The ending I originally wanted was different…. But the producers claimed it was too depressing.
Some things you just don’t have control over. In other matters, you do your best to courageously take charge.
How do you get that kind of courage? I don’t know, but it certainly doesn’t come from asking nicely; nor does it necessitate haphazard bravado (Hitchcock planned his work meticulously).
Maybe courage comes from making an informed decision, and then executing without hesitation. That seems like a good place to start.
The Skin Game (1931)
Puns are a great springboard for creating visual meaning. Hitchcock often takes an idiom that describes what’s happening in the story, and then makes that idiom literal on screen.
We see a small example of this in The Skin Game. An impoverished couple, fearing they’ll lose their home, make a desperate plea to local baron Hillcrist.
One idiom for what’s happening here is that these locals are coming to Hillcrist, “hat in hand.” As though to hammer this dynamic home, Hitchcock literally puts the man’s hat in his hands.
Hitchcock’s work is full of visual puns like this.
He even admits, in Hitchcock/Truffaut, to a flubbed example in The Lodger (1927). It occurs near the beginning of the film, in a moment where Hitchcock is trying to articulate that everyone in town is keeping their eyes out for a serial murderer.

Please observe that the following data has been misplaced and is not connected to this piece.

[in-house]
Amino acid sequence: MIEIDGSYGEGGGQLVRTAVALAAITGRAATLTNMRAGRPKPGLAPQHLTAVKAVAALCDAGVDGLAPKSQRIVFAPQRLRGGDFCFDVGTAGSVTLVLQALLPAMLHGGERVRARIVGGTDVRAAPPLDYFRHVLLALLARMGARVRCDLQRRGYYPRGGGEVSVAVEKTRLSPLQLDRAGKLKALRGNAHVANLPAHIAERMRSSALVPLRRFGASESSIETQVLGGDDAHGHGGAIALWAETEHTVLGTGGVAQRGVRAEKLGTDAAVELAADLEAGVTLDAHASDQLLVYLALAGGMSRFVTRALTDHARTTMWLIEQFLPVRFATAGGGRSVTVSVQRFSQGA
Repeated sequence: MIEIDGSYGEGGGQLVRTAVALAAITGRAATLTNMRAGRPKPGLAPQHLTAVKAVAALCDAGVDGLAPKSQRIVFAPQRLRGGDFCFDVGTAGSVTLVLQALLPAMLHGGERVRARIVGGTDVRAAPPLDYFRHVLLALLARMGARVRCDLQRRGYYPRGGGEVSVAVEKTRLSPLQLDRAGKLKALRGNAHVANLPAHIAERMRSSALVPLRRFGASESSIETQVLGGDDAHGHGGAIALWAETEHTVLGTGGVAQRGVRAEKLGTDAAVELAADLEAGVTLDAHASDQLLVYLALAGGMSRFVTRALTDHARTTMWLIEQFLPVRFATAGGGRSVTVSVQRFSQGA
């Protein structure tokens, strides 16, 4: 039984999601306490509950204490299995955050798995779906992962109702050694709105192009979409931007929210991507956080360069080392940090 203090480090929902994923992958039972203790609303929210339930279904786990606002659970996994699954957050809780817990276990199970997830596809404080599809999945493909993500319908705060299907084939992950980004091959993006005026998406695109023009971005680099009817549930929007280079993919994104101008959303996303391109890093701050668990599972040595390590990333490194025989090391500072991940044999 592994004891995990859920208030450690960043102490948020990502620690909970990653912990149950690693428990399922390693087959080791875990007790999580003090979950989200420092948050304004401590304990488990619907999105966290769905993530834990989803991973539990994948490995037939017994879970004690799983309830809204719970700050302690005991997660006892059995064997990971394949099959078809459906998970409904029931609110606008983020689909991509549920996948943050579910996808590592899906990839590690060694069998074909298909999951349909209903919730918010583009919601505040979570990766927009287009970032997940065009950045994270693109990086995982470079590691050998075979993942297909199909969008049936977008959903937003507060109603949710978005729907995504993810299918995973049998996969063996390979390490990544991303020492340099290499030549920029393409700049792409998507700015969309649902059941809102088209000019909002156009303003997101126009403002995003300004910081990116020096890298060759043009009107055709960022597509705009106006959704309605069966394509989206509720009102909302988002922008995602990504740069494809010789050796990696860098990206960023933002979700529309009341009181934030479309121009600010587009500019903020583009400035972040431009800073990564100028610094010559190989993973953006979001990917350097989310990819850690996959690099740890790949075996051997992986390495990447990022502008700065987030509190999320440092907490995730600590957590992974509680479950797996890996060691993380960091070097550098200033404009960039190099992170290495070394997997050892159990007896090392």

I showed the back of a small London news van. The back windows are oval. There were two men sitting in the front, the driver and his mate. You see them through the windows – just the tops of their heads. And as the van sways from side to side, you have the impression of a face with two eyes and the eyeballs moving. Unfortunately, it didn’t work out.
Alfred Hitchcock, Hitchcock/Truffaut
Not all visual puns will succeed. But the ones that do can contribute to a sort of subconscious visual layering that helps drive home the purpose of the shot.
If we know what we’re trying to say with a shot, we can point to that message with multiple layers of visual meaning. The more that everything in a shot points to one singular message, the better chance we have of articulating the information the audience needs to know.
Each beat of the film should convey a single, vital piece of information. To that end, visual puns are just one more tool at your disposal.
Although it shares with every other tool a crucial prerequisite: Before we can effectively communicate something to the audience, we must first know what it is we’re trying to say.
A few quick observations on this psychological thriller.
I’m reminded not to be afraid to reframe a shot, mid-take. It won’t bug the audience, as long as it’s motivated by a character’s movement – even if it’s only a side character, as in this case.
Continuing on in the same scene, this cut felt strange:
Usually when we cut closer to someone in dialogue, we also move closer to their line of subjectivity – nearer to looking them straight in the eye. But in this case, the cut actually moves us further from the character’s eye line.
Was this intentional? I don’t know. Charitably, this cut was meant to highlight that fact that we want to know more about this dark-haired woman, but that she keeps us at an arm’s length. Uncharitably, this was a mistake (in the film days, there was no playback, so maybe they just didn’t nail the second angle). Either way, it certainly had an effect on me.
Speaking of odd angles…
These two angles remind me of the variation that’s possible in a simple shot-reverse-shot. Though they’re facing each other, Hitchcock had our two main characters turn their bodies away, emphasizing the gulf between them.